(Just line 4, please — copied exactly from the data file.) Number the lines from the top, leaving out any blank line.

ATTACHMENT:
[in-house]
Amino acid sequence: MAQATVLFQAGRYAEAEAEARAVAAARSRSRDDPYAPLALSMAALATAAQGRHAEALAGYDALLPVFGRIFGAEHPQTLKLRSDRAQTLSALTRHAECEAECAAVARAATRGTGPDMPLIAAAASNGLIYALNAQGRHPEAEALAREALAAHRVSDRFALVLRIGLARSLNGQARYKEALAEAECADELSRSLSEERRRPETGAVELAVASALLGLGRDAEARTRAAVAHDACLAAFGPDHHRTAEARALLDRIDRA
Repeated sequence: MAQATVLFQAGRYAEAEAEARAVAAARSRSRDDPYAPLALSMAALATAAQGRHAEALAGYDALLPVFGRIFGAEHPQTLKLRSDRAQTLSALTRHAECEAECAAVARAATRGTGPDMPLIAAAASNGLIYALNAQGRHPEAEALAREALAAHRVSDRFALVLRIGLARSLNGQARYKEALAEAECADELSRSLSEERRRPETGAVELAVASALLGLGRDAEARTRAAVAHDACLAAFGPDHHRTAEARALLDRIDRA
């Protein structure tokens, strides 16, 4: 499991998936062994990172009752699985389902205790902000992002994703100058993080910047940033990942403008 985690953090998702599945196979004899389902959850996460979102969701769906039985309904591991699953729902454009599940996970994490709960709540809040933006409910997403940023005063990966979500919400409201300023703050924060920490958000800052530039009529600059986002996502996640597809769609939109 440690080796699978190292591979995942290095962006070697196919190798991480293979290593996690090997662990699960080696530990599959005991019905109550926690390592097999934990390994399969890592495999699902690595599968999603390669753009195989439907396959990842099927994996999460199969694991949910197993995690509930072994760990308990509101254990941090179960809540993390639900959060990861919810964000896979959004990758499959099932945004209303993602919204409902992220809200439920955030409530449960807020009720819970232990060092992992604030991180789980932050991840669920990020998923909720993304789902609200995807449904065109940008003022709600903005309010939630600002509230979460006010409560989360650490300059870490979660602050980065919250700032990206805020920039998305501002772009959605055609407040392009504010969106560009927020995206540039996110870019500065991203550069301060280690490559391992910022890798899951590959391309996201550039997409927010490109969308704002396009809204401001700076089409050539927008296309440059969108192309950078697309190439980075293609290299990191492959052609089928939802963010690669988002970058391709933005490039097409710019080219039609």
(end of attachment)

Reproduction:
């Protein structure tokens, strides 16, 4: 499991998936062994990172009752699985389902205790902000992002994703100058993080910047940033990942403008 985690953090998702599945196979004899389902959850996460979102969701769906039985309904591991699953729902454009599940996970994490709960709540809040933006409910997403940023005063990966979500919400409201300023703050924060920490958000800052530039009529600059986002996502996640597809769609939109 440690080796699978190292591979995942290095962006070697196919190798991480293979290593996690090997662990699960080696530990599959005991019905109550926690390592097999934990390994399969890592495999699902690595599968999603390669753009195989439907396959990842099927994996999460199969694991949910197993995690509930072994760990308990509101254990941090179960809540993390639900959060990861919810964000896979959004990758499959099932945004209303993602919204409902992220809200439920955030409530449960807020009720819970232990060092992992604030991180789980932050991840669920990020998923909720993304789902609200995807449904065109940008003022709600903005309010939630600002509230979460006010409560989360650490300059870490979660602050980065919250700032990206805020920039998305501002772009959605055609407040392009504010969106560009927020995206540039996110870019500065991203550069301060280690490559391992910022890798899951590959391309996201550039997409927010490109969308704002396009809204401001700076089409050539927008296309440059969108192309950078697309190439980075293609290299990191492959052609089928939802963010690669988002970058391709933005490039097409710019080219039609």